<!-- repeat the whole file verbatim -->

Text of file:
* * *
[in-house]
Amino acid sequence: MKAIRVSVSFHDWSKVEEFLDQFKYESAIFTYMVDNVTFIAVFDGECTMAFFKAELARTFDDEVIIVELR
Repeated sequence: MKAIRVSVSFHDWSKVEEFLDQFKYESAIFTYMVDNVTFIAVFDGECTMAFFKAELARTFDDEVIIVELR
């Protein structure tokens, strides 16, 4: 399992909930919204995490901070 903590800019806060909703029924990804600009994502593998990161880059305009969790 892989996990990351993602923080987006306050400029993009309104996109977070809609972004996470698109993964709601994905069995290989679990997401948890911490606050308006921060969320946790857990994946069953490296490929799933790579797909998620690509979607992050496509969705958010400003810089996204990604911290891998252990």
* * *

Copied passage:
[in-house]
Amino acid sequence: MKAIRVSVSFHDWSKVEEFLDQFKYESAIFTYMVDNVTFIAVFDGECTMAFFKAELARTFDDEVIIVELR
Repeated sequence: MKAIRVSVSFHDWSKVEEFLDQFKYESAIFTYMVDNVTFIAVFDGECTMAFFKAELARTFDDEVIIVELR
């Protein structure tokens, strides 16, 4: 399992909930919204995490901070 903590800019806060909703029924990804600009994502593998990161880059305009969790 892989996990990351993602923080987006306050400029993009309104996109977070809609972004996470698109993964709601994905069995290989679990997401948890911490606050308006921060969320946790857990994946069953490296490929799933790579797909998620690509979607992050496509969705958010400003810089996204990604911290891998252990």